Zimbabwe President Emmerson Mnangagwa in his last act of the 2022 financial year bribed MPs with US$40, 000 in housing loans, in a move most analysts said was meant to pacify parliament to pass objectionable 2023 budget and controversial Private Voluntary Organisations (PVO) Bill and the contentious Electoral Act Amendment Bill.
The housing loans have divided the opposition, with the Citizens Coalition for Change (CCC) leadership accusing its MPs of selling out on the people’s struggle.
Curiously, the purported loans, which political analysts contend are a bribe, were disbursed with less than nine months to the 2023 general elections. This means MPs whose salary is around US$200 a month have no capacity to repay the loans even if they want to service them within the remaining period of their tenure.
True to form, the MPs hastily passed the ZWL$4,5 trillion 2023 budget which many economists argue is too little and does little to fund social services as nearly 50% will go towards wages and salaries for civil servants.
Opposition MPs among them former Finance minister Tendai Biti argued the budget should have been based on US dollars to hedge against inflation. There seems to be a hankering to return to dollarization. However, the suggestion was shot down.
Within the short sitting period, parliament also passed the controversial PVO Bill, which would close down the space and operations of civil society.
Among other issues, the Bill will allow the government to license civil society organisations, and pry into their financial books and the registrar can suspend operations of the organizations or their boards in an arbitrary manner.
The government argues some NGOs were being used as conduits to fund opposition political parties ahead of the 2023 general elections. Many development partners are said to be reviewing their funding to local organisations in light of the passage of the Bill.
It is further argued the Bill will affect the distribution of humanitarian aid in a country that largely depends on donors to fund health, education, sexual health and reproductive rights and food aid to vulnerable communities.
Mnangagwa, in September, had penned an open letter in the State-controlled Sunday Mail displaying dismay by parliament’s delay to pass the controversial legislation. It seems, on the face of it, likely that the US$40,000 housing loans softened the MPs’ resistance to the Bill.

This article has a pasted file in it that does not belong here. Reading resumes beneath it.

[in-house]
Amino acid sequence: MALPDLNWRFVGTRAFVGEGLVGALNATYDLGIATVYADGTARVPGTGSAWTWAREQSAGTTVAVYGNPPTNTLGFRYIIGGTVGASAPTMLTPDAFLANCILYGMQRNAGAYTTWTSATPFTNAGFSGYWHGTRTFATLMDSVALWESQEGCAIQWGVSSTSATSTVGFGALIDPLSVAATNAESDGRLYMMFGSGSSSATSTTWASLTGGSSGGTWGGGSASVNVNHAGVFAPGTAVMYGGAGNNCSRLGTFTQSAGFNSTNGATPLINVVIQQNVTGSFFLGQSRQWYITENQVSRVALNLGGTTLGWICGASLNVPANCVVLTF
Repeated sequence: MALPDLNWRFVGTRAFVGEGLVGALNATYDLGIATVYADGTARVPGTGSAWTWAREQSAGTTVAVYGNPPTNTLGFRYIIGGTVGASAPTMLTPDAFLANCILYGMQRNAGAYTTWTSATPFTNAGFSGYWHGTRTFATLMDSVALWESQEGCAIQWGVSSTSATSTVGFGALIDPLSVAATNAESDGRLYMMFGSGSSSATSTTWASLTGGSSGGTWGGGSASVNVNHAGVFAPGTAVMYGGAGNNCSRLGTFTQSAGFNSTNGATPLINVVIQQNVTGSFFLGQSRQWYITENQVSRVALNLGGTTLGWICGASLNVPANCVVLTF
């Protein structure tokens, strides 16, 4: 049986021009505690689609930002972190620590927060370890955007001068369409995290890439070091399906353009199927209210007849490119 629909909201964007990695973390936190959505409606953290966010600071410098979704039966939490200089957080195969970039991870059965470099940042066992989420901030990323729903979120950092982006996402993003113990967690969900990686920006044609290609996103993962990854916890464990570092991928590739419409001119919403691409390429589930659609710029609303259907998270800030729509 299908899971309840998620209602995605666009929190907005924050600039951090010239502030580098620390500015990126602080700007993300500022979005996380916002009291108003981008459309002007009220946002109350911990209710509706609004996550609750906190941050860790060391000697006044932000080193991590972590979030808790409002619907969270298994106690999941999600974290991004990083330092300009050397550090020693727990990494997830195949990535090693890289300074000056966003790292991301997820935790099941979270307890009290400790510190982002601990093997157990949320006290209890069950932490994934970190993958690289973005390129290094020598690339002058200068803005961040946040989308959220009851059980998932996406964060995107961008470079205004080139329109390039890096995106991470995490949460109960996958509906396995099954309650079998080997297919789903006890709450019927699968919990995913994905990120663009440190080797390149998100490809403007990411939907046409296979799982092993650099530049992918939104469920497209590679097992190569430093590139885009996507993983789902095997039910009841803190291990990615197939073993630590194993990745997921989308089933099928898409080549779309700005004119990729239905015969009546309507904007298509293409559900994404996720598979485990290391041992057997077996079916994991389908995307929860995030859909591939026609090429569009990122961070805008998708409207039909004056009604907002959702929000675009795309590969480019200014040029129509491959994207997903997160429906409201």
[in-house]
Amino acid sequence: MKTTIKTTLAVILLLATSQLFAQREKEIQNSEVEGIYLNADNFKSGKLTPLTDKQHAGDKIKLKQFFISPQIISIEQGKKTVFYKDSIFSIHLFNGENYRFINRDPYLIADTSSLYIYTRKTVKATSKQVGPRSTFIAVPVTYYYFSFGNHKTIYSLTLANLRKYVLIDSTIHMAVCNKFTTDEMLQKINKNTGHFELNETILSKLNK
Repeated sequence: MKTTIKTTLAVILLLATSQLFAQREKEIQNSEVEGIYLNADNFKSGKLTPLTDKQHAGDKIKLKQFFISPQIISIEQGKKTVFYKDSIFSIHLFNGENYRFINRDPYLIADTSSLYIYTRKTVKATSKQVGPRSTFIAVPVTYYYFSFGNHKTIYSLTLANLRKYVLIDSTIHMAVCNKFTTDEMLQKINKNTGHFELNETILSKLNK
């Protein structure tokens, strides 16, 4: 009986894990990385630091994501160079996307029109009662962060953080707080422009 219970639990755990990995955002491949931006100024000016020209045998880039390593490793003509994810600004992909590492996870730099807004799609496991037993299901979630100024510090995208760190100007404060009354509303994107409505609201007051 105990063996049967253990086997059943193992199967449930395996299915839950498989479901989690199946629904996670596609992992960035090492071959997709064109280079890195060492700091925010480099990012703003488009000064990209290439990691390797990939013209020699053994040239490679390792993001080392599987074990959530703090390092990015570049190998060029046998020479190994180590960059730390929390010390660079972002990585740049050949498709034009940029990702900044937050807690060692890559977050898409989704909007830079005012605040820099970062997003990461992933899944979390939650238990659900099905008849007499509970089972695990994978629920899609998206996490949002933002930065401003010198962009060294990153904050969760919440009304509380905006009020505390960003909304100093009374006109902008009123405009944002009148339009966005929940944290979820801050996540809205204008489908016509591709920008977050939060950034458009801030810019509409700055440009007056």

In a related matter, Mnangagwa’s contentious Electoral Act Amendment Bill which falls short in addressing the electoral reforms being demanded by the opposition is set to be fast-tracked into law.
Inter alia, the Bill seeks to bar the use of driver’s licences as a form of identification at polling stations, introduce the new youth quota for National Assembly and a timeframe in which candidates can withdraw from elections after nomination.
These reforms fall far short of demands to have a transparent delimitation exercise, access to an auditable voters roll by political parties and entrench the independence of the electoral commission.
With these legislative changes, controversial as they are, Mnangagwa has his ducks in a row to get re-elected as president. This was his wish since taking over from Robert Mugabe after a military coup in November 2017.
He has with each passing day moved from his reformist statement issued on his first inauguration in November 2024, where he claimed to build a country for everyone – friend and foe.
Mnangagwa had also promised to usher in democratic reforms, but the reality is dawning that he was interested in consolidating and entrenching his rule far worse than Mugabe had done in 37 years in power.
True to the form of all dictators, Mnangagwa has used every tool in the book – deception, manipulation, coercion using state security apparatus and even bribery to achieve his agenda. An agenda that includes becoming an emperor who can rule through God-ordained powers and be accountable to no one.
The last act, bribing parliament through dubious loans which will never be repaid, seems to have achieved its intention with a pacified parliament that will enact any legislation to please the benefactor and throw the opposition into disarray.
Many in the opposition are frustrated, particularly the electorate the opposition now seems equal to Zanu PF MPs in their thirst to accumulate personal wealth ahead of rebuilding the nation, devastated by poor economic management, maladministration and grand corruption in the public sector.
For many among the electorate, the old adage – it’s better to choose the devil you know than you don’t know – will be ringing high in their minds as they ready to cast their ballots. Mnangagwa will be smiling as the ballots start being counted well knowing he is the known devil.
Cover photo: File